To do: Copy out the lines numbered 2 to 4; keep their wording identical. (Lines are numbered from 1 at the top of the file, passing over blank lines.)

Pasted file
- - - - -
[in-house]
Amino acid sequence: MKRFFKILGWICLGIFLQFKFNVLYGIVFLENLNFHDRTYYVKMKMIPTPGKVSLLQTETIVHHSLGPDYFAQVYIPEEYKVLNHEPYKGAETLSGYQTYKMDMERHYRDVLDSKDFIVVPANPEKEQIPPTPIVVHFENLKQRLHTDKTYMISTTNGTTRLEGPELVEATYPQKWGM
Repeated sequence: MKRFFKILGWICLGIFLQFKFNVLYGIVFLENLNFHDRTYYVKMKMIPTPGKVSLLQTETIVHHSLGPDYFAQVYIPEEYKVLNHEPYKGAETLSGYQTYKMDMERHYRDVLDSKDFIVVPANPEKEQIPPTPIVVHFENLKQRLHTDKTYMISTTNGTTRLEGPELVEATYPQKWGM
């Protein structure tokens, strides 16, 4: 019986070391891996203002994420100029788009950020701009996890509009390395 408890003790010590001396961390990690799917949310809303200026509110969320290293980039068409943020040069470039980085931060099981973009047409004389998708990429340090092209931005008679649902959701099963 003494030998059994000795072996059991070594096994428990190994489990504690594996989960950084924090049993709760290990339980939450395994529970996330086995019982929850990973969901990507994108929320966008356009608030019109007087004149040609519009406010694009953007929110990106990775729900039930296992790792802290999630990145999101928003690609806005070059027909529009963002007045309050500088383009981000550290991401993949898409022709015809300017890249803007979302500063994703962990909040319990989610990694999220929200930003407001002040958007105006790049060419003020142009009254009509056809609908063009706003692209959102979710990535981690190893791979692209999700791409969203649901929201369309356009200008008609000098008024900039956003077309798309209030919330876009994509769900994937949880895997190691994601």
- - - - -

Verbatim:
Amino acid sequence: MKRFFKILGWICLGIFLQFKFNVLYGIVFLENLNFHDRTYYVKMKMIPTPGKVSLLQTETIVHHSLGPDYFAQVYIPEEYKVLNHEPYKGAETLSGYQTYKMDMERHYRDVLDSKDFIVVPANPEKEQIPPTPIVVHFENLKQRLHTDKTYMISTTNGTTRLEGPELVEATYPQKWGM
Repeated sequence: MKRFFKILGWICLGIFLQFKFNVLYGIVFLENLNFHDRTYYVKMKMIPTPGKVSLLQTETIVHHSLGPDYFAQVYIPEEYKVLNHEPYKGAETLSGYQTYKMDMERHYRDVLDSKDFIVVPANPEKEQIPPTPIVVHFENLKQRLHTDKTYMISTTNGTTRLEGPELVEATYPQKWGM
């Protein structure tokens, strides 16, 4: 019986070391891996203002994420100029788009950020701009996890509009390395 408890003790010590001396961390990690799917949310809303200026509110969320290293980039068409943020040069470039980085931060099981973009047409004389998708990429340090092209931005008679649902959701099963 003494030998059994000795072996059991070594096994428990190994489990504690594996989960950084924090049993709760290990339980939450395994529970996330086995019982929850990973969901990507994108929320966008356009608030019109007087004149040609519009406010694009953007929110990106990775729900039930296992790792802290999630990145999101928003690609806005070059027909529009963002007045309050500088383009981000550290991401993949898409022709015809300017890249803007979302500063994703962990909040319990989610990694999220929200930003407001002040958007105006790049060419003020142009009254009509056809609908063009706003692209959102979710990535981690190893791979692209999700791409969203649901929201369309356009200008008609000098008024900039956003077309798309209030919330876009994509769900994937949880895997190691994601």